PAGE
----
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dc.contributor.advisorFeng Zhang.en_US
dc.contributor.authorPlatt, Randall Jeffreyen_US
dc.contributor.otherMassachusetts Institute of Technology. Department of Biological Engineering.en_US
dc.date.accessioned2016-07-18T20:02:13Z
dc.date.available2016-07-18T20:02:13Z
dc.date.copyright2015en_US
dc.date.issued2016en_US
dc.identifier.urihttp://hdl.handle.net/1721.1/103695
dc.descriptionThesis: Ph. D., Massachusetts Institute of Technology, Department of Biological Engineering, February 2016.en_US
dc.descriptionCataloged from PDF version of thesis. "September 2015."en_US
dc.descriptionIncludes bibliographical references (pages 60-66).en_US
dc.description.abstractThe genome holds the blueprint of life and heredity. In the case of the mammalian genome it is comprised of billions of DNA bases grouped into elements that we are beginning to understand (ie genes) and others we know little about (ie noncoding DNA). Forward and reverse genetics in cells and animal models is key to discovering causal mechanisms relating molecular and genetic events to phenotypes. Therefore, the ability to sequence and edit DNA is fundamental to understanding of the role of genetic elements in normal biology and disease. Recently developed genome editing technologies are now making it possible to modify the genome in its endogenous context, opening up exciting possibilities for understanding its function. The RNA-guided endonuclease Cas9 from microbial type II CRISPR (clustered regularly interspaced short palindromic repeat) systems has been harnessed to facilitate facile genetic manipulations in a variety of cell types and organisms. Cas9 can be easily reprogrammed using RNA guides to generate targeted DNA double strand breaks, which can stimulate genome editing. A unique advantage of the Cas9 system is that Cas9 can be combined with multiple guide RNAs to achieve efficient multiplexed genome editing in mammalian cells, which opens up the possibility of interrogating multigenic biological processes. In this thesis, we utilize the Cas9 technology to facilitate genome editing experiments in vivo in mice. First, we create a Cas9 knockin mouse and demonstrate its utility for in vivo and ex vivo genome editing experiments. Then, we leverage the Cas9 knockin mouse and viral-mediated delivery of guide RNA to model lung adenocarcinoma to obtain pathology consistent with traditional transgenic mouse models and human patients. Finally, we utilize pronuclear injection of Cas9 mRNA and guide RNA to generate mice harboring a mutation in the autism-associated gene CHD8 and investigate the underlying behavioral and molecular phenotype. These applications broadly demonstrate the potential of Cas9 for interrogating genetic elements in vivo towards understand their role in normal biological processes and disease.en_US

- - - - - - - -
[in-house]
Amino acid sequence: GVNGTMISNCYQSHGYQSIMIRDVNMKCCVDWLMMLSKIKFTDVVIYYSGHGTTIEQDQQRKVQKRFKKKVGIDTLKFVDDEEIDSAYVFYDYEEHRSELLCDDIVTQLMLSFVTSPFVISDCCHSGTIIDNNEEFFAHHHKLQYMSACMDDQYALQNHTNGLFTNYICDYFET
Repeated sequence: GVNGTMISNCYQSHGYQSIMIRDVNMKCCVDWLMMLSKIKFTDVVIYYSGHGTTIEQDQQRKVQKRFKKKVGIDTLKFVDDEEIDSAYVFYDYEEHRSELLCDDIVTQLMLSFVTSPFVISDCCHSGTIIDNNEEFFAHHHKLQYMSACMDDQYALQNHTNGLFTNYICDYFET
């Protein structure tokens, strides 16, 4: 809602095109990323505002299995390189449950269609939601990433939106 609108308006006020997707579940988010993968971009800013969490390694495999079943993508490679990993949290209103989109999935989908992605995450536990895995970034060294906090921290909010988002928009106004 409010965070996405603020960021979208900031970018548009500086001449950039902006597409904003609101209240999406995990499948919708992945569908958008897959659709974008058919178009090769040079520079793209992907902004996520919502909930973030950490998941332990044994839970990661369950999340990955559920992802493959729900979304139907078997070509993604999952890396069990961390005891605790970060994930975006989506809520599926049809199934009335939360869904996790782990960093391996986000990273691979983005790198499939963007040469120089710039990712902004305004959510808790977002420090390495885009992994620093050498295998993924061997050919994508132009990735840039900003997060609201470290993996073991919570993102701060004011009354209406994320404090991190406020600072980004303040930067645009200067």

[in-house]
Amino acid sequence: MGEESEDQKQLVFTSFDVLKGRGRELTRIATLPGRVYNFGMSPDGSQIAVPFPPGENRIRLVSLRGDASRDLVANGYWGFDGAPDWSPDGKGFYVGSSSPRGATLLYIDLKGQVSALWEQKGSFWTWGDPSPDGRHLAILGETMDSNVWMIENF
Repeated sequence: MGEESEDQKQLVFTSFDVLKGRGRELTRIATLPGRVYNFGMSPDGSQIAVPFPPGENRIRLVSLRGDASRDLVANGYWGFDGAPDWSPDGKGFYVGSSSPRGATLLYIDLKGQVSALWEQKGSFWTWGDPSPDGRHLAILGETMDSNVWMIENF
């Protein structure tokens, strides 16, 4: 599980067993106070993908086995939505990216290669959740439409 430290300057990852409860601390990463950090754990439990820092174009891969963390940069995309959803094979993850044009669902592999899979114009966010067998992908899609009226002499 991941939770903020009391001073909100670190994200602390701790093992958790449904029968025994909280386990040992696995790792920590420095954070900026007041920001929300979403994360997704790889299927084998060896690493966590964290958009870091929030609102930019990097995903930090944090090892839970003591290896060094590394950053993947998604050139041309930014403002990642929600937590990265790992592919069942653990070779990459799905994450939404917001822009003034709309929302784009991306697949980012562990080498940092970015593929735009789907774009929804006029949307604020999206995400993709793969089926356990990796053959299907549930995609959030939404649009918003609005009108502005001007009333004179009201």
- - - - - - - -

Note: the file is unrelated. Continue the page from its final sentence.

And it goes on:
dc.description.statementofresponsibilityby Randall Jeffrey Platt.en_US
dc.format.extent102 pagesen_US
dc.language.isoengen_US
dc.publisherMassachusetts Institute of Technologyen_US
dc.rightsMIT theses are protected by copyright. They may be viewed, downloaded, or printed from this source but further reproduction or distribution in any format is prohibited without written permission.en_US
dc.rights.urihttp://dspace.mit.edu/handle/1721.1/7582en_US
dc.subjectBiological Engineering.en_US
dc.titleApplications of genome editing for disease modeling in miceen_US
dc.typeThesisen_US
dc.description.degreePh. D.en_US
dc.contributor.departmentMassachusetts Institute of Technology. Department of Biological Engineering.en_US
dc.contributor.departmentMassachusetts Institute of Technology. Department of Biological Engineering
dc.identifier.oclc953189086en_US


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